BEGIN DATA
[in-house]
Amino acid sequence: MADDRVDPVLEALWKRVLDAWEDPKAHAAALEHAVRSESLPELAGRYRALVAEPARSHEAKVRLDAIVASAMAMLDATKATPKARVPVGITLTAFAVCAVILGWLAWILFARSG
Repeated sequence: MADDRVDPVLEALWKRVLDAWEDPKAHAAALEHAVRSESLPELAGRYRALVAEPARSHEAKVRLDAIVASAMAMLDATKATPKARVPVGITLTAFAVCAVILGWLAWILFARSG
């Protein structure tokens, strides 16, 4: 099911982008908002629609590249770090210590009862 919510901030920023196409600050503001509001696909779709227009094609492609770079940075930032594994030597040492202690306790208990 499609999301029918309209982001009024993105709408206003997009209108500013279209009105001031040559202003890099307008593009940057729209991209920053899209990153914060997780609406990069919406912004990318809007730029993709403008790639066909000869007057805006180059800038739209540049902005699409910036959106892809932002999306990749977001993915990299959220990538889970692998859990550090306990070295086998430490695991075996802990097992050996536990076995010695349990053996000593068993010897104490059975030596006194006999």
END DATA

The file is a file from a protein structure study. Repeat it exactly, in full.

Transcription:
[in-house]
Amino acid sequence: MADDRVDPVLEALWKRVLDAWEDPKAHAAALEHAVRSESLPELAGRYRALVAEPARSHEAKVRLDAIVASAMAMLDATKATPKARVPVGITLTAFAVCAVILGWLAWILFARSG
Repeated sequence: MADDRVDPVLEALWKRVLDAWEDPKAHAAALEHAVRSESLPELAGRYRALVAEPARSHEAKVRLDAIVASAMAMLDATKATPKARVPVGITLTAFAVCAVILGWLAWILFARSG
């Protein structure tokens, strides 16, 4: 099911982008908002629609590249770090210590009862 919510901030920023196409600050503001509001696909779709227009094609492609770079940075930032594994030597040492202690306790208990 499609999301029918309209982001009024993105709408206003997009209108500013279209009105001031040559202003890099307008593009940057729209991209920053899209990153914060997780609406990069919406912004990318809007730029993709403008790639066909000869007057805006180059800038739209540049902005699409910036959106892809932002999306990749977001993915990299959220990538889970692998859990550090306990070295086998430490695991075996802990097992050996536990076995010695349990053996000593068993010897104490059975030596006194006999």